I know the easiest way is using a regular expression, but I wonder if there are other ways to do this check.

Why do I need this? I am writing a Python script that reads text messages (SMS) from a SIM card. In some situations, hex messages arrives and I need to do some processing for them, so I need to check if a received message is hexadecimal.

When I send following SMS:

Hello world!

And my script receives

00480065006C006C006F00200077006F0072006C00640021

But in some situations, I receive normal text messages (not hex). So I need to do a if hex control.

I am using Python 2.6.5.

UPDATE:

The reason of that problem is, (somehow) messages I sent are received as hex while messages sent by operator (info messages and ads.) are received as a normal string. So I decided to make a check and ensure that I have the message in the correct string format.

Some extra details: I am using a Huawei 3G modem and PyHumod to read data from the SIM card.

Possible best solution to my situation:

The best way to handle such strings is using a2b_hex (a.k.a. unhexlify) and utf-16 big endian encoding (as @JonasWielicki mentioned):

from binascii import unhexlify  # unhexlify is another name of a2b_hex

mystr = "00480065006C006C006F00200077006F0072006C00640021"
unhexlify(mystr).encode("utf-16-be")
>> u'Hello world!'

(1) Using int() works nicely for this, and Python does all the checking for you 🙂

int('00480065006C006C006F00200077006F0072006C00640021', 16)
6896377547970387516320582441726837832153446723333914657L

will work. In case of failure you will receive a ValueError exception.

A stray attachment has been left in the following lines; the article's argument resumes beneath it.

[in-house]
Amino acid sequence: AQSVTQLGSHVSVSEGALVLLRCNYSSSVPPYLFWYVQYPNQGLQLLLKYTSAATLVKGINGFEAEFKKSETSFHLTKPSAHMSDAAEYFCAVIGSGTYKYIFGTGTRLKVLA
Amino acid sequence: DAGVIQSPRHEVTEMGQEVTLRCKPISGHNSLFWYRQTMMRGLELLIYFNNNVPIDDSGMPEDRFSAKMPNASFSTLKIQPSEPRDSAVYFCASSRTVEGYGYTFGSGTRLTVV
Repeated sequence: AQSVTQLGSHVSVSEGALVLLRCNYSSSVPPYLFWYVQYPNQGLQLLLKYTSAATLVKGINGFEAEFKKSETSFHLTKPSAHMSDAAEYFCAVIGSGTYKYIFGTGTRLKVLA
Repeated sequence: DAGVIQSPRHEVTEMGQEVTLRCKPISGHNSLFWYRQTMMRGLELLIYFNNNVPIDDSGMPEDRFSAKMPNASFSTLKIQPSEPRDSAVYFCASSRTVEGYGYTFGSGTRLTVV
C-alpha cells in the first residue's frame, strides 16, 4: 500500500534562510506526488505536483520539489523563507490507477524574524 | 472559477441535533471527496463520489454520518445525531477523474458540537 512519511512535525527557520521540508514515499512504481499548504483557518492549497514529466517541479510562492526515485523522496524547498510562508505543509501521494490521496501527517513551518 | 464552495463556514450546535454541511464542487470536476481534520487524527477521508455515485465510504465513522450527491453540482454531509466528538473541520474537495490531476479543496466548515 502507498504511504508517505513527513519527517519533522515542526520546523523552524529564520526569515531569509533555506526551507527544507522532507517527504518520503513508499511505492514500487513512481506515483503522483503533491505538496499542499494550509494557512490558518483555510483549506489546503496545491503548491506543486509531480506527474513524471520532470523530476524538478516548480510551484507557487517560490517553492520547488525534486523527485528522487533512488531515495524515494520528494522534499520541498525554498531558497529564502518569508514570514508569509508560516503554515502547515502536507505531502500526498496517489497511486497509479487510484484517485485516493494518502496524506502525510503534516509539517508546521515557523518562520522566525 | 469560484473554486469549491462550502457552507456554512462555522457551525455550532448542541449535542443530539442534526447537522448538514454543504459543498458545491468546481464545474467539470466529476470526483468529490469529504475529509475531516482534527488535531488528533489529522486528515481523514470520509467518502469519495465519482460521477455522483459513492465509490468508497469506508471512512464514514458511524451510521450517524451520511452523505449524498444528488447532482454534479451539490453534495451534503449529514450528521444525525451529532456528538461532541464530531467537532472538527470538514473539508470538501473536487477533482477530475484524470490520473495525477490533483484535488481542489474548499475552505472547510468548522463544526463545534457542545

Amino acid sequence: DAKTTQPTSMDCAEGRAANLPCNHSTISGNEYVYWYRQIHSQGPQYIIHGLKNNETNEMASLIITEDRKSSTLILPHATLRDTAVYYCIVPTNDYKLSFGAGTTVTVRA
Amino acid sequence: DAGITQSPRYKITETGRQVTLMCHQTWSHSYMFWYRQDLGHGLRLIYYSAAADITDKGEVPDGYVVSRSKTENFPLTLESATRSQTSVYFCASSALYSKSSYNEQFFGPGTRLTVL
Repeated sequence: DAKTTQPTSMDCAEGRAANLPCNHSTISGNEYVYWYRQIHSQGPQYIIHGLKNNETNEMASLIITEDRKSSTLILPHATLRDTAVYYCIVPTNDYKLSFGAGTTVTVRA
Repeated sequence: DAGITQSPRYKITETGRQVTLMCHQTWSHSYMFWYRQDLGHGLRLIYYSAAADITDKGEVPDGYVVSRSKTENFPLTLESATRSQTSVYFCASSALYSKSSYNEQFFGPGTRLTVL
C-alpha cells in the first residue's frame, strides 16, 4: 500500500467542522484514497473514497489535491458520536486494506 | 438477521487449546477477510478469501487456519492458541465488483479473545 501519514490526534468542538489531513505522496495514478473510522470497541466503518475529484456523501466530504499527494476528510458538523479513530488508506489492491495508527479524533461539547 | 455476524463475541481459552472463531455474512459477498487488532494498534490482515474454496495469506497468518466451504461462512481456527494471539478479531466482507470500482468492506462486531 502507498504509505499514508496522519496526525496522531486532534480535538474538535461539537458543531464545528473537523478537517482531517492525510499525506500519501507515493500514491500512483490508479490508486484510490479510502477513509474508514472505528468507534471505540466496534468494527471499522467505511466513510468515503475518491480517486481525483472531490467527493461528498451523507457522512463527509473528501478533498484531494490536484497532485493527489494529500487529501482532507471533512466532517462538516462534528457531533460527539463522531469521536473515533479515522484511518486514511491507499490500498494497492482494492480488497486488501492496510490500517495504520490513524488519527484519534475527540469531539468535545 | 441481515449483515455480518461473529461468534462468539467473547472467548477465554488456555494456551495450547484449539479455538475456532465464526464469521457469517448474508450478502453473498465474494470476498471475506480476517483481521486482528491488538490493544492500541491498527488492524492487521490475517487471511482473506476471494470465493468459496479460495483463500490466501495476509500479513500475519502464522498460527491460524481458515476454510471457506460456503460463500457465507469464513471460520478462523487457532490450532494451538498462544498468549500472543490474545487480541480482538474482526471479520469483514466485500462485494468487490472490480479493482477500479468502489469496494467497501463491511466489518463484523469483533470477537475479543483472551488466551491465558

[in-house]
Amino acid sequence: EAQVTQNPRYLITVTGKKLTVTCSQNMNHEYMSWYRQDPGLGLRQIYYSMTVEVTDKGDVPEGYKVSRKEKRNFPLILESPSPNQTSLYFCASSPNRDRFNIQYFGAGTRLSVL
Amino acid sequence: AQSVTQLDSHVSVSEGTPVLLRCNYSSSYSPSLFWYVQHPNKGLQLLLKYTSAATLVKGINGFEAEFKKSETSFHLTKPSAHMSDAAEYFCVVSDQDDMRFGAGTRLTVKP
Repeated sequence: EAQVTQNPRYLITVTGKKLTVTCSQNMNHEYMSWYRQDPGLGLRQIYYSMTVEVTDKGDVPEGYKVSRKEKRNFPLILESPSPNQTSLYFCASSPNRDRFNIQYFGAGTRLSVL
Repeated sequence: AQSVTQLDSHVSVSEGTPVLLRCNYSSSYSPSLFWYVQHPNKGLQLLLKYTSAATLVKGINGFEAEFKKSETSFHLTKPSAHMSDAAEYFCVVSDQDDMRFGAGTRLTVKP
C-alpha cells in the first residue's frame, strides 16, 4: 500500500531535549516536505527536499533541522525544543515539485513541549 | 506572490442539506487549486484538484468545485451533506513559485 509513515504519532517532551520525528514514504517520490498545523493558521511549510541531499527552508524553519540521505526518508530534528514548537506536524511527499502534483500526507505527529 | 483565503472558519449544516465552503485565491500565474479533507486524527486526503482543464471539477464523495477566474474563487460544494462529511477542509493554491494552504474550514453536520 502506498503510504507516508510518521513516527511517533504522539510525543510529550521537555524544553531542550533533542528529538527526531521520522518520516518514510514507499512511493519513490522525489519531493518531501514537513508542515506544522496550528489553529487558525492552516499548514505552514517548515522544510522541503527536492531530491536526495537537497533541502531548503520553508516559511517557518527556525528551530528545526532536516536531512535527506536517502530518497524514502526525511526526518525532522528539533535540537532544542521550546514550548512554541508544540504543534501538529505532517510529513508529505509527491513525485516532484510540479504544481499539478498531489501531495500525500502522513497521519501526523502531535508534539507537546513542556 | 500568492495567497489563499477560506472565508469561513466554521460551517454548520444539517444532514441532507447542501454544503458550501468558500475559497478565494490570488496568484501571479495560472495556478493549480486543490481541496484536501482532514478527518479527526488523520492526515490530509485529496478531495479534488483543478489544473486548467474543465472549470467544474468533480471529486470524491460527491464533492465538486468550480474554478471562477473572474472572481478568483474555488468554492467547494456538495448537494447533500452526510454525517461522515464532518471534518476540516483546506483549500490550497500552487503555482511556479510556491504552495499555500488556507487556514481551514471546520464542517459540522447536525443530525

Short example:

int('af', 16)
175

int('ah', 16)
 ...
ValueError: invalid literal for int() with base 16: 'ah'

(2) An alternative would be to traverse the data and make sure all characters fall within the range of 0..9 and a-f/A-F. string.hexdigits ('0123456789abcdefABCDEF') is useful for this as it contains both upper and lower case digits.

import string
all(c in string.hexdigits for c in s)

will return either True or False based on the validity of your data in string s.

Short example:

s="af"
all(c in string.hexdigits for c in s)
True

s="ah"
all(c in string.hexdigits for c in s)
False

Notes:

As @ScottGriffiths notes correctly in a comment below, the int() approach will work if your string contains 0x at the start, while the character-by-character check will fail with this. Also, checking against a set of characters is faster than a string of characters, but it is doubtful this will matter with short SMS strings, unless you process many (many!) of them in sequence in which case you could convert stringhexditigs to a set with set(string.hexdigits).

You can:

  1. test whether the string contains only hexadecimal digits (0…9,A…F)
  2. try to convert the string to integer and see whether it fails.

Here is the code:

import string
def is_hex(s):
     hex_digits = set(string.hexdigits)
     # if s is long, then it is faster to check against a set
     return all(c in hex_digits for c in s)

def is_hex(s):
    try:
        int(s, 16)
        return True
    except ValueError:
        return False

I know the op mentioned regular expressions, but I wanted to contribute such a solution for completeness’ sake:

def is_hex(s):
    return re.fullmatch(r"^[0-9a-fA-F]$", s or "") is not None

Performance

In order to evaluate the performance of the different solutions proposed here, I used Python’s timeit module. The input strings are generated randomly for three different lengths, 10, 100, 1000:

s="".join(random.choice('0123456789abcdef') for _ in range(10))

Levon’s solutions:

# int(s, 16)
  10: 0.257451018987922
 100: 0.40081690801889636
1000: 1.8926858339982573

# all(_ in string.hexdigits for _ in s)
  10:  1.2884491360164247
 100: 10.047717947978526
1000: 94.35805322701344